Although there is a common belief that more footballers are representing countries other than their native ones in recent World Cup editions, a historical overview on migrant footballers representing national teams is lacking. To fill this gap, a database consisting of 10,137 football players who participated in the World Cup (1930–2018) was created. To count the number of migrant footballers in national teams over time, we critically reflect on the term migrant and the commonly used foreign-born proxies in mainstream migration research. A foreign-born approach to migrants overlooks historical-geopolitical changes like the redrawing of international boundaries and colonial relationships, and tends to shy away from citizenship complexities, leading to an overestimation of the number of migrant footballers in a database. Therefore, we offer an alternative approach that through historical contextualization with an emphasis on citizenship, results in more accurate data on migrant footballers – contextual-nationality approach. By comparing outcomes, a foreign-born approach seems to indicate an increase in the volume of migrant footballers since the mid-1990s, while the contextual-nationality approach illustrates that the presence of migrant footballers is primarily a reflection of trends in international migration.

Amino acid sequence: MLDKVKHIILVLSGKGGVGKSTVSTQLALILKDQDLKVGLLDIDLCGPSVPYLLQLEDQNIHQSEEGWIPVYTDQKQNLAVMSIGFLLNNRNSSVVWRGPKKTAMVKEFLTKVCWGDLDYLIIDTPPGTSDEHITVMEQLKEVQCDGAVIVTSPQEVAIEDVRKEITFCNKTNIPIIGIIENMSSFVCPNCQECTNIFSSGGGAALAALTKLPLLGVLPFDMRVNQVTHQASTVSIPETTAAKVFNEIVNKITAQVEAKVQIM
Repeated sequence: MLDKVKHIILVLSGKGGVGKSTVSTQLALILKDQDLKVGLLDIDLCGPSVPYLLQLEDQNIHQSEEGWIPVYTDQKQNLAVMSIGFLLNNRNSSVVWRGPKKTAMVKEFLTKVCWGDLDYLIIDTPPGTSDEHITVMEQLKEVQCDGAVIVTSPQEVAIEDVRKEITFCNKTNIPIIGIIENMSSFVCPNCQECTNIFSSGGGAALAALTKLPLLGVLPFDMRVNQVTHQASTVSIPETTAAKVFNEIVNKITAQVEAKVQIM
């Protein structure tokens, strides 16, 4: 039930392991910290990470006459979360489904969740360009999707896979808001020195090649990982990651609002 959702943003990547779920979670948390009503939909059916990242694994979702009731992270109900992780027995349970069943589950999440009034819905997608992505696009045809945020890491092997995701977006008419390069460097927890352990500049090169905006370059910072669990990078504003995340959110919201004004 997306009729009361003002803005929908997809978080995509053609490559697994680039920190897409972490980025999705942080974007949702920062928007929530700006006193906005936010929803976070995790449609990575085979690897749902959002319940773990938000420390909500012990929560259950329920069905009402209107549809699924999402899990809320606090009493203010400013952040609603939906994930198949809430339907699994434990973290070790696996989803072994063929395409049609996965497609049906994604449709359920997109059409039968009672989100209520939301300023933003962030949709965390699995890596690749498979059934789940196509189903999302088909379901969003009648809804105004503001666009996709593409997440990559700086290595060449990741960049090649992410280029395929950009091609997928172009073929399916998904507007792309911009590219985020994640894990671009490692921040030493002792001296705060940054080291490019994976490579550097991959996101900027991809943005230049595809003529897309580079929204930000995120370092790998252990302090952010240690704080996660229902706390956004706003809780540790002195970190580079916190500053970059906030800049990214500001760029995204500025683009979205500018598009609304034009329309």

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Keywords Migration, citizenship, history, database, international football
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Journal The International Journal of the History of Sport
van Campenhout, G, van Sterkenburg, J., & Oonk, G. (2019). Who Counts as a Migrant Footballer? A Critical Reflection and Alternative Approach to Migrant Football Players on National Teams at the World Cup, 1930–2018. The International Journal of the History of Sport. doi:10.1080/09523367.2019.1581769